Never mind the Katyusha rockets overhead, down here it's just plain hot. The humid air reeks with the smell of too many people, crammed into the 150-square-foot cellar right on the beachfront of the northern Israeli resort town of Nahariya. Mattresses are stacked up against the white walls during the day, and Hamwa Shoshan can't stand the bunker anymore. Though she's afraid of the Hezbollah attacks, she'd rather take her chances and sit with her friend Rachel at the entrance.
But there's not much to see in front of official bunker No. 516 either. Nahariya's normally packed beach promenade is empty these days as the conflict in the Middle East has turned the community of 56,000 into a ghost town. Only 9 kilometers from the Lebanese border, those residents who could leave Nahariya did so shortly after the first Katyushas hit here early in the morning a week ago.
Retired teacher Hamwa and Rachel had to stay. Hamwa's husband works at a plastics factory in Haifa; otherwise they would have left, she says. The company saw no reason to halt production over a few randomly aimed rockets. Rachel stayed behind because her 92-year-old mother, Elisabeth, is bedridden. "Besides, she's already survived many wars," Rachel says, laughing. "She feels like she's immune." Bombs in Nahariya somehow are just part of the local routine.
An odd mood is prevalent among those staying behind in the north. They're familiar with the dangers that living close to the border entails, since there have been plenty of attacks in the past -- and those doesn't even include the war in 1982. Most Israelis are so used to violence that they don't outwardly show fear anymore. But they clearly hate living under threat enough to use the most brutal rhetoric when demanding the utter destruction of Hezbollah. Prime Minister Ehud Olmert needs to carry things through "to the end," says Hamwa.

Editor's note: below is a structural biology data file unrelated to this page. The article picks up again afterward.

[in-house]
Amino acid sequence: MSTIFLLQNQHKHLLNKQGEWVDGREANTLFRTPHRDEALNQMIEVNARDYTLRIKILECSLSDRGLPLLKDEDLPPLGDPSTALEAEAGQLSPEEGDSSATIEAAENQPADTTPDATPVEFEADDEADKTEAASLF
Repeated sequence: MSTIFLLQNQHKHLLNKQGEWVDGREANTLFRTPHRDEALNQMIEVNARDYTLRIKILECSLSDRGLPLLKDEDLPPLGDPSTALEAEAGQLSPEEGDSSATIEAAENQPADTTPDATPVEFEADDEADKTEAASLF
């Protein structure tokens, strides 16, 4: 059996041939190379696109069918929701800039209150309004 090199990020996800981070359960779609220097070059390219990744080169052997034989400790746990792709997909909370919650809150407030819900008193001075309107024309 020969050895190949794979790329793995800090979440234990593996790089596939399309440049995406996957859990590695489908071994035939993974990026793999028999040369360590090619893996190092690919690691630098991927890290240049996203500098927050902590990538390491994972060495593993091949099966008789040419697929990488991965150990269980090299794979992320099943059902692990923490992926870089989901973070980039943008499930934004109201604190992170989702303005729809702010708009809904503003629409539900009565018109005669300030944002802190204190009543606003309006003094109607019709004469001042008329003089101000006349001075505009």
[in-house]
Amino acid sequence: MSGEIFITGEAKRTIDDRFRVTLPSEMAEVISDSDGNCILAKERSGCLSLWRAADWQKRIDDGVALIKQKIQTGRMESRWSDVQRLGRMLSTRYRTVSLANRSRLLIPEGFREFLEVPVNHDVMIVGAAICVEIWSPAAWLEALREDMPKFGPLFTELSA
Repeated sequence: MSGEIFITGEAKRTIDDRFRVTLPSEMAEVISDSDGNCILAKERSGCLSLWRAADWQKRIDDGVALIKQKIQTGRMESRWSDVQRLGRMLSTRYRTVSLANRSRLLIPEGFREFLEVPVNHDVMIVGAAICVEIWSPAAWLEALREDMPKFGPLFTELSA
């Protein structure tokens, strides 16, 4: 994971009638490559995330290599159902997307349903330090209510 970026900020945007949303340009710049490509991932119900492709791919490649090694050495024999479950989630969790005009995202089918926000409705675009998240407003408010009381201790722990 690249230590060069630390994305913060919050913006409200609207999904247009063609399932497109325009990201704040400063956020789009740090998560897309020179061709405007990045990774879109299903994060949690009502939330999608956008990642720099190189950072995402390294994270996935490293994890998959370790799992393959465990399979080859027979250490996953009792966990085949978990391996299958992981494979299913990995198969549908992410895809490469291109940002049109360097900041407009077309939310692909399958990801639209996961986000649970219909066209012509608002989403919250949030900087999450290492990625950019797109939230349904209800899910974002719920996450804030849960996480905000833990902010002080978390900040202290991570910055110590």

But in the meantime, a sort of slapstick humor dominates conversations. Hamwa and Rachel have no problem discussing in detail why the bunker doesn't have air conditioning and television installed. And they know the latest crisis could continue for a long time. "Days, weeks or even months," estimates Rachel. "It depends on when we've finally destroyed Hezbollah."
Still, Rachel admits that her nerves are starting to wear thin. At night, she has trouble sleeping. Between midnight and dawn she leaves the bunker to barricade herself and her dog in the bathroom located in her basement. She's not deterred by the fact that a rocket slammed into an apartment building only two blocks away. "It's not for me," Rachel says, referring to the bunker. With her small shop shuttered, her days are mostly filled with boredom. Watching TV doesn't offer any escape either, since broadcasting is dominated by war coverage.
Suddenly there is a dull thud. Rachel and Hamwa jump up quickly and head toward the stairs. But then they turn back again. "That one was far away," says Rachel, expertly, "at least 3 kilometers." She dials the number of her daughter. She's fled with the children to Tel Aviv. "It shouldn't worry anyone," Rachel says. She shrieks down the phone as her small niece picks up. Everything's fine, it's just a bit hot.